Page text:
If Israeli Elections Were Held Today, Netanyahu's Likud Would Still Lead, New Poll Says

Yair Lapid's centrist Yest Atid party would come in second with 25 Knesset seats to Likud's 27, followed by 13 for far-right Habayit Hayehudi party; Israeli Arab party would also get 13.

Israeli Prime Minister Benjamin Netanyahu attends a cabinet meeting in Jerusalem March 16, 2017.

If the Israeli elections were held today, Prime Minister Benjamin Netanyahu's Likud party would still get the most seats in Israel's parliament, a new poll by Channel 10 News said Friday, giving the ruling party 26 of the Knesset's 120 seats.

Yair Lapid's centrist Yest Atid party would come in second by just one Knesset seat, polling at 25, while the current opposition leader, the Zionist Union, would win only 10 seats.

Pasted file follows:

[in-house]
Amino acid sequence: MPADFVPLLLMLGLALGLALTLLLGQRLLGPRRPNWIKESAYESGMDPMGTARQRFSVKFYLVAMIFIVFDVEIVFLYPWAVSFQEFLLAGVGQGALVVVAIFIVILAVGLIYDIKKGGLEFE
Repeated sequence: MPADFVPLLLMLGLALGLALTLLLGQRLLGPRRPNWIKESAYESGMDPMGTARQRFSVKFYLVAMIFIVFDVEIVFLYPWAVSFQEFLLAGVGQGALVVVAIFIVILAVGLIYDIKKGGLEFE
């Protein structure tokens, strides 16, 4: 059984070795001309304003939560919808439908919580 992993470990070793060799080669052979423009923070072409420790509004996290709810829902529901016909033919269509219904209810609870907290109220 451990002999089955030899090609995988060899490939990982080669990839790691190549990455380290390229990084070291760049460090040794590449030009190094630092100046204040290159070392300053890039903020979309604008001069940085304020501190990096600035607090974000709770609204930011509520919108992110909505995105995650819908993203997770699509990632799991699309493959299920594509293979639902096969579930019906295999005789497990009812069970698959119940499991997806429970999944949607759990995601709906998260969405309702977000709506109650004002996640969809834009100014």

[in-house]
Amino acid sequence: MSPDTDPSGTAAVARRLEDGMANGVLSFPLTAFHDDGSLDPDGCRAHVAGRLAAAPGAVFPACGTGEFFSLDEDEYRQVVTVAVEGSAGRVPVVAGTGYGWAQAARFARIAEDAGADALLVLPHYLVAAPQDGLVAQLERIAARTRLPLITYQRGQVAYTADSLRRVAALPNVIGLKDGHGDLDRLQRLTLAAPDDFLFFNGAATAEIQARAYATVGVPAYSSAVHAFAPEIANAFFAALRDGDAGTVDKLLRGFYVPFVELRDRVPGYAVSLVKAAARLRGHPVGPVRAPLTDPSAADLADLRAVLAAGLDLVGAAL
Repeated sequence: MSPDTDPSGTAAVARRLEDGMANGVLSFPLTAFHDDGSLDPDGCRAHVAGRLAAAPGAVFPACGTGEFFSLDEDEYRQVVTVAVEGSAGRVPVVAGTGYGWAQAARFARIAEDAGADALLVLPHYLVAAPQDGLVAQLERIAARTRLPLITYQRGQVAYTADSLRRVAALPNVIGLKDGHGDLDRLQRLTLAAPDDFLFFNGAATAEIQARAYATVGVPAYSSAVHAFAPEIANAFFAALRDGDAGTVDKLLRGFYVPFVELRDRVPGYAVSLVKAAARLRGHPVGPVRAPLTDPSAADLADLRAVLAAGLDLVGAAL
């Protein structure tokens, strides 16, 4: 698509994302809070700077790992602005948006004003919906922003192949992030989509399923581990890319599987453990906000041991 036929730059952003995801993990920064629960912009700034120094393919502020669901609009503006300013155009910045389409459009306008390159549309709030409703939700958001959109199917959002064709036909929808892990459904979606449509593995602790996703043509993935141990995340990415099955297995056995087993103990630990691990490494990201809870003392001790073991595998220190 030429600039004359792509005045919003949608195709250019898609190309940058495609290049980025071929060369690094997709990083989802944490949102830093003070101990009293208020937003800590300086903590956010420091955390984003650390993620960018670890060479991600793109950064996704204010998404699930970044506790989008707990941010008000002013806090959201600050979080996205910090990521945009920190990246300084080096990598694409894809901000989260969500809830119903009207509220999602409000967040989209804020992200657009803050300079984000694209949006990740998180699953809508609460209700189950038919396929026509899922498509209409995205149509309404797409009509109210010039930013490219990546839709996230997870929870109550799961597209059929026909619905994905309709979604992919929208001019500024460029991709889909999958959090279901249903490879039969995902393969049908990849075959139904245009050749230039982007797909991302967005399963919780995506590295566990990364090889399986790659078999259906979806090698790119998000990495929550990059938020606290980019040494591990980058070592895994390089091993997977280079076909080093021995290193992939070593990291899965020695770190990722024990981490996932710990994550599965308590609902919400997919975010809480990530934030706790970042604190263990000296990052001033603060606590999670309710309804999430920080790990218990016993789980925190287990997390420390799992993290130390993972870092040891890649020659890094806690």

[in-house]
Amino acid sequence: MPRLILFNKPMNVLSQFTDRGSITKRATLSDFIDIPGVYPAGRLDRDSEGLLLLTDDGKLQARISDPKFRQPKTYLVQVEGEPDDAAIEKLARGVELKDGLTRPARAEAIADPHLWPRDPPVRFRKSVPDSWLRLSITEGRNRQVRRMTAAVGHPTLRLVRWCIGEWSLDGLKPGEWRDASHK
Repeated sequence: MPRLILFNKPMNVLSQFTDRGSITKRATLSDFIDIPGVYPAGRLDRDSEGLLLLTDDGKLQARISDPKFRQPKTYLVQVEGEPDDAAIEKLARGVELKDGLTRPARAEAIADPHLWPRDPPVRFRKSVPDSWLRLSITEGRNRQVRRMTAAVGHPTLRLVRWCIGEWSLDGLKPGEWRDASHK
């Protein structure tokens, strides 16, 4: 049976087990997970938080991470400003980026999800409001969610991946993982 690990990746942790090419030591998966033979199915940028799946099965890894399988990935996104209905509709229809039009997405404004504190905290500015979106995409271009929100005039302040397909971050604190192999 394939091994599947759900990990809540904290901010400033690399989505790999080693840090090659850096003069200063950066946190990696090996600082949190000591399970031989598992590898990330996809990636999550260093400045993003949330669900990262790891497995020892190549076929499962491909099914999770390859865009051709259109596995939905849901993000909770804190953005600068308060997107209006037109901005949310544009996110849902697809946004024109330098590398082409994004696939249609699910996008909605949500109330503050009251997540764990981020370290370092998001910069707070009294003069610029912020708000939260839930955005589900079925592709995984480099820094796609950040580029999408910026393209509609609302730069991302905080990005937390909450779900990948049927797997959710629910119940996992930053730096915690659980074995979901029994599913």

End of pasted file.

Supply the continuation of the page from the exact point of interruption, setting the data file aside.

Likud won 30 seats in the last Knesset elections in 2015, while the Zionist Union has 24, so the poll indicates a loss in support for both, while support for Lapid, who currently has 11 seats, seems to be on the rise.

Both the far-right Habayit Hayehudi party and the Israeli Arab Joint List party polled at 13.

According to the poll, if Israel's former Defense Minister Moshe Ya'alon, who quit Likud after falling out with Netanyahu last year and recently announced he would establish his own political party, would run, he would win only 2.5% of the overall vote and would thus fail to cross the election threshold, which would leave him out of the Knesset.

The ultra-Orthodox United Torah Judaism party polled at seven seats, as did the left-wing Meretz party. Shas and the center-right Kulanu were expected to win only six seats each, a fall for the latter which currently holds 10.

The results of the last public opinion poll by Channel 10 at the end of last year indicated that Lapid's Yesh Atid party would become the largest in parliament, with 27 of the Knesset's 120 seats, while Netanyahu's Likud would shrink to 23 seats.